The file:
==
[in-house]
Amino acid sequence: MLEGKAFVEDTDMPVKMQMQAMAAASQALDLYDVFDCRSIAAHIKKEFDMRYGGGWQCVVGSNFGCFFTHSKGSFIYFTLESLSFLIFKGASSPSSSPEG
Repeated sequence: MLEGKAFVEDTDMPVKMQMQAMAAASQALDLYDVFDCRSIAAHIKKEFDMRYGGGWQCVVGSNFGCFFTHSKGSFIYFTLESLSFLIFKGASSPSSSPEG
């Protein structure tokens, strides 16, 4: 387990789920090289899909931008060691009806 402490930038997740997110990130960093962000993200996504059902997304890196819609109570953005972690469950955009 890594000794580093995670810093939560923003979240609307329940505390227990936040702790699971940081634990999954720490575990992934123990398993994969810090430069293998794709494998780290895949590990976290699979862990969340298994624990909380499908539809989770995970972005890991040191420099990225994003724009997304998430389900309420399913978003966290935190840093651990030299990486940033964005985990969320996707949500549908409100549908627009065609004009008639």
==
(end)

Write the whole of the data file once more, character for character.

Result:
[in-house]
Amino acid sequence: MLEGKAFVEDTDMPVKMQMQAMAAASQALDLYDVFDCRSIAAHIKKEFDMRYGGGWQCVVGSNFGCFFTHSKGSFIYFTLESLSFLIFKGASSPSSSPEG
Repeated sequence: MLEGKAFVEDTDMPVKMQMQAMAAASQALDLYDVFDCRSIAAHIKKEFDMRYGGGWQCVVGSNFGCFFTHSKGSFIYFTLESLSFLIFKGASSPSSSPEG
């Protein structure tokens, strides 16, 4: 387990789920090289899909931008060691009806 402490930038997740997110990130960093962000993200996504059902997304890196819609109570953005972690469950955009 890594000794580093995670810093939560923003979240609307329940505390227990936040702790699971940081634990999954720490575990992934123990398993994969810090430069293998794709494998780290895949590990976290699979862990969340298994624990909380499908539809989770995970972005890991040191420099990225994003724009997304998430389900309420399913978003966290935190840093651990030299990486940033964005985990969320996707949500549908409100549908627009065609004009008639």